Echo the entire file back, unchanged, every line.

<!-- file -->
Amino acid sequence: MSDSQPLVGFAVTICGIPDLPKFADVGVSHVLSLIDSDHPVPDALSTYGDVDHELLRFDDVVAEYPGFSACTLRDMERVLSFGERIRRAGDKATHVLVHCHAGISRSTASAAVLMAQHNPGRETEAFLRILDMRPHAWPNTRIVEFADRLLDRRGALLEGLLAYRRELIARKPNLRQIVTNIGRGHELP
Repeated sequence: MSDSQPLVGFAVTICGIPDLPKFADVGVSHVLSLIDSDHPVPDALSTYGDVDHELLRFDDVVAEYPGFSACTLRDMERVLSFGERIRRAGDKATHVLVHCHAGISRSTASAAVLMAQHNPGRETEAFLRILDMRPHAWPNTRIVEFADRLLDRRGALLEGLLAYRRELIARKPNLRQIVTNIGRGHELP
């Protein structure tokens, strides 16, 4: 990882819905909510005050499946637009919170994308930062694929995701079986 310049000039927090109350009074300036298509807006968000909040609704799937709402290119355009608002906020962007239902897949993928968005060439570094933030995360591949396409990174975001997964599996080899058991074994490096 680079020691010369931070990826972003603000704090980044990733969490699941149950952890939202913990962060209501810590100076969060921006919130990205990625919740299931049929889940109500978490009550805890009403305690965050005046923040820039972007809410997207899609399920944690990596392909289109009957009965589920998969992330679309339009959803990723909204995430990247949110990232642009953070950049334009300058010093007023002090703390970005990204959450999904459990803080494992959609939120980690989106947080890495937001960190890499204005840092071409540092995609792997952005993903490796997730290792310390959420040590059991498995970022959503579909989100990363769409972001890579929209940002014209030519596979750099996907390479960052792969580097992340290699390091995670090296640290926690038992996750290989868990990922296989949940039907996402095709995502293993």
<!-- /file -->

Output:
Amino acid sequence: MSDSQPLVGFAVTICGIPDLPKFADVGVSHVLSLIDSDHPVPDALSTYGDVDHELLRFDDVVAEYPGFSACTLRDMERVLSFGERIRRAGDKATHVLVHCHAGISRSTASAAVLMAQHNPGRETEAFLRILDMRPHAWPNTRIVEFADRLLDRRGALLEGLLAYRRELIARKPNLRQIVTNIGRGHELP
Repeated sequence: MSDSQPLVGFAVTICGIPDLPKFADVGVSHVLSLIDSDHPVPDALSTYGDVDHELLRFDDVVAEYPGFSACTLRDMERVLSFGERIRRAGDKATHVLVHCHAGISRSTASAAVLMAQHNPGRETEAFLRILDMRPHAWPNTRIVEFADRLLDRRGALLEGLLAYRRELIARKPNLRQIVTNIGRGHELP
């Protein structure tokens, strides 16, 4: 990882819905909510005050499946637009919170994308930062694929995701079986 310049000039927090109350009074300036298509807006968000909040609704799937709402290119355009608002906020962007239902897949993928968005060439570094933030995360591949396409990174975001997964599996080899058991074994490096 680079020691010369931070990826972003603000704090980044990733969490699941149950952890939202913990962060209501810590100076969060921006919130990205990625919740299931049929889940109500978490009550805890009403305690965050005046923040820039972007809410997207899609399920944690990596392909289109009957009965589920998969992330679309339009959803990723909204995430990247949110990232642009953070950049334009300058010093007023002090703390970005990204959450999904459990803080494992959609939120980690989106947080890495937001960190890499204005840092071409540092995609792997952005993903490796997730290792310390959420040590059991498995970022959503579909989100990363769409972001890579929209940002014209030519596979750099996907390479960052792969580097992340290699390091995670090296640290926690038992996750290989868990990922296989949940039907996402095709995502293993």